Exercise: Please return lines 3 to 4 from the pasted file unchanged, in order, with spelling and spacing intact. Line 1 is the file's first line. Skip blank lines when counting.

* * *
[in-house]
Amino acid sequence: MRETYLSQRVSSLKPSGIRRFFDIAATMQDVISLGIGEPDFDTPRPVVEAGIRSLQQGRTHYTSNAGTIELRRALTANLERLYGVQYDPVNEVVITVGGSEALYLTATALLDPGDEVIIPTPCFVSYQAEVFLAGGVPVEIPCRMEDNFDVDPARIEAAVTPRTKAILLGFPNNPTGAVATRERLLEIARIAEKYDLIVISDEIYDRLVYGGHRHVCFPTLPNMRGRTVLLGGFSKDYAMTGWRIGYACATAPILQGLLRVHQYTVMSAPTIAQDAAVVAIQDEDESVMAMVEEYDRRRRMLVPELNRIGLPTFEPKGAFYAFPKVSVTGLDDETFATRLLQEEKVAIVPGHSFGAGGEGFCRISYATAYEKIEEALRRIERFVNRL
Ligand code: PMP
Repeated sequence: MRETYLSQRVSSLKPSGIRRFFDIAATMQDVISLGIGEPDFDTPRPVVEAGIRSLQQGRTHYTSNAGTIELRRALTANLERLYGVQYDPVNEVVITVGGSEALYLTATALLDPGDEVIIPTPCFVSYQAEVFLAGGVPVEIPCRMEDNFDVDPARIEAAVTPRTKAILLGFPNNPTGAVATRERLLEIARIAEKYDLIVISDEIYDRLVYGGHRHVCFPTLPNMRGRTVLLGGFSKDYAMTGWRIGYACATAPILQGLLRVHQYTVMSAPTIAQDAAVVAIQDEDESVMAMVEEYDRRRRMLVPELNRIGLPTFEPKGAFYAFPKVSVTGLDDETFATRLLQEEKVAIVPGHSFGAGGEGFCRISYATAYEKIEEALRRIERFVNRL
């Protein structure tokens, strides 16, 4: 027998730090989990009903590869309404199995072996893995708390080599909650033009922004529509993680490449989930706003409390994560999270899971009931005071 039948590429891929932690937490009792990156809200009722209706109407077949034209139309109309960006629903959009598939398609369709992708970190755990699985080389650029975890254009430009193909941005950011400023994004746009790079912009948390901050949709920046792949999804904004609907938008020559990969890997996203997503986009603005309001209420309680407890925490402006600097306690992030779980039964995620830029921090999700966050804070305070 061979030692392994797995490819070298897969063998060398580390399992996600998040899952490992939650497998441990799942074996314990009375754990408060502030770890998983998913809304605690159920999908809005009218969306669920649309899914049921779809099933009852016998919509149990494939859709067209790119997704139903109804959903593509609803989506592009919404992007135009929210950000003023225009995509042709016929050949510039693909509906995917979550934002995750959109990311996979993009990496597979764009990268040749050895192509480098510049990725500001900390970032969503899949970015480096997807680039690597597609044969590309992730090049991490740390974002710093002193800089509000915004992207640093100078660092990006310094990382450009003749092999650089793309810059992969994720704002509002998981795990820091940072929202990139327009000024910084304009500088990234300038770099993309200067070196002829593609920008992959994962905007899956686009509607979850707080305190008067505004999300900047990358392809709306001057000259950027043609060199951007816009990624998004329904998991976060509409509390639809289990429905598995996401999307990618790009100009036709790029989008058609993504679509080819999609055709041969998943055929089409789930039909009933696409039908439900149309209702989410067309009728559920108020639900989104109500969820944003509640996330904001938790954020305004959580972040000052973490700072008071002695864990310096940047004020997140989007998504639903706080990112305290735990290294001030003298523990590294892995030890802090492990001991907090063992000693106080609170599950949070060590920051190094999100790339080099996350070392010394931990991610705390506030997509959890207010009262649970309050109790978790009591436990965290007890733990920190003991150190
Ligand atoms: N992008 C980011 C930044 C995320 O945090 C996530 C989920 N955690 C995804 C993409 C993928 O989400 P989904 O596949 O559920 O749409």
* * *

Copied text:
Ligand code: PMP
Repeated sequence: MRETYLSQRVSSLKPSGIRRFFDIAATMQDVISLGIGEPDFDTPRPVVEAGIRSLQQGRTHYTSNAGTIELRRALTANLERLYGVQYDPVNEVVITVGGSEALYLTATALLDPGDEVIIPTPCFVSYQAEVFLAGGVPVEIPCRMEDNFDVDPARIEAAVTPRTKAILLGFPNNPTGAVATRERLLEIARIAEKYDLIVISDEIYDRLVYGGHRHVCFPTLPNMRGRTVLLGGFSKDYAMTGWRIGYACATAPILQGLLRVHQYTVMSAPTIAQDAAVVAIQDEDESVMAMVEEYDRRRRMLVPELNRIGLPTFEPKGAFYAFPKVSVTGLDDETFATRLLQEEKVAIVPGHSFGAGGEGFCRISYATAYEKIEEALRRIERFVNRL